So, sitting down at the local B&N with hot beverages, we hammered out a ten point scaled for Movie Obtusity: The Gleisser-Matulich Obtusity Scale, or GMO. You really don’t want this GMO in your popcorn.

In considering if a movie is Obtuse, there are three primary factors we looked at. The first is Accessibility. If the film is set in a milieu that is recognizable to the audience, like a contemporary drama or  frequently seen historical era like the Western or WWII, the audience will be able to grasp the context without too much effort. A thriller set in Pre-Columbian Central America without English dialogue risks being Obtuse.

The second factor is Plot Clarity. If everything on the screen does not need explanation, or is explained in grueling detail, the film is not Obtuse. If the hero of the film moves from a vehicle in space to a prolonged special-effects sequence to a French Provincial bedroom, this is Obtuse.

The final consideration is Interior Logic. If every single event in a film comes from a previously seen event and extends to the next event, it is a least less Obtuse. If the teenage hero is haunted by the dead man in the rabbit suit he will accidentally kill in the third reel, not so much.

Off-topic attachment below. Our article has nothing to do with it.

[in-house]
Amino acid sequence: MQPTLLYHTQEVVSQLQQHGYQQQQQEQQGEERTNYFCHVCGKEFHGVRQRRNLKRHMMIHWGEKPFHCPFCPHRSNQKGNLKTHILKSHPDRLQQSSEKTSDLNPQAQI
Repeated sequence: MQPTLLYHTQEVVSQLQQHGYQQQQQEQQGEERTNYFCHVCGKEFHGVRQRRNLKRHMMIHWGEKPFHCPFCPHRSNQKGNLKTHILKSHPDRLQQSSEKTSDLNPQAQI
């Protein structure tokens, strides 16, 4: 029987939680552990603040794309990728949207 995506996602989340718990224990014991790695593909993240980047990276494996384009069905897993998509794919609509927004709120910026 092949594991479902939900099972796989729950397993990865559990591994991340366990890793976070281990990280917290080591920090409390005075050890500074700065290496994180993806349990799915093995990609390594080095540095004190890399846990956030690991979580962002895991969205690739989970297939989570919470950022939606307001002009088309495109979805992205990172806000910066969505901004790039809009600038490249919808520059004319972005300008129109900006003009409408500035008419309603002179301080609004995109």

So here is the initial version of the Gleisser-Matulich Obtusity Scale. Feel free to suggest additions or changes of point value. Just, please don’t be obtuse about it.

Level 1: Where the Hero is always right & no-body thinks too much.

The Andromeda Strain

any Steve Reeves gladiator movie

most John Wayne movies

Level 2: Well, That’s Something New.

Billy Jack

El Dorado

Star Wars

Level  3: Yeah, I Guess That Makes Sense

Gojira

The Legend of Hell House

The Towering Inferno

Level 4: Whatever…

Robocop

Unforgiven

The Poseidon Adventure

Level 5: Here be Anti-Heroes & Ambivalence

Kong: Skull Island

any of the Clint Eastwood Man with No Name films

Pacific Rim

Level 6: I’ll Watch This Again Later

Star Trek: the Motion Picture

Tron: Legacy

Excalibur

Level 7:  I Think This Might Be Bad

Alien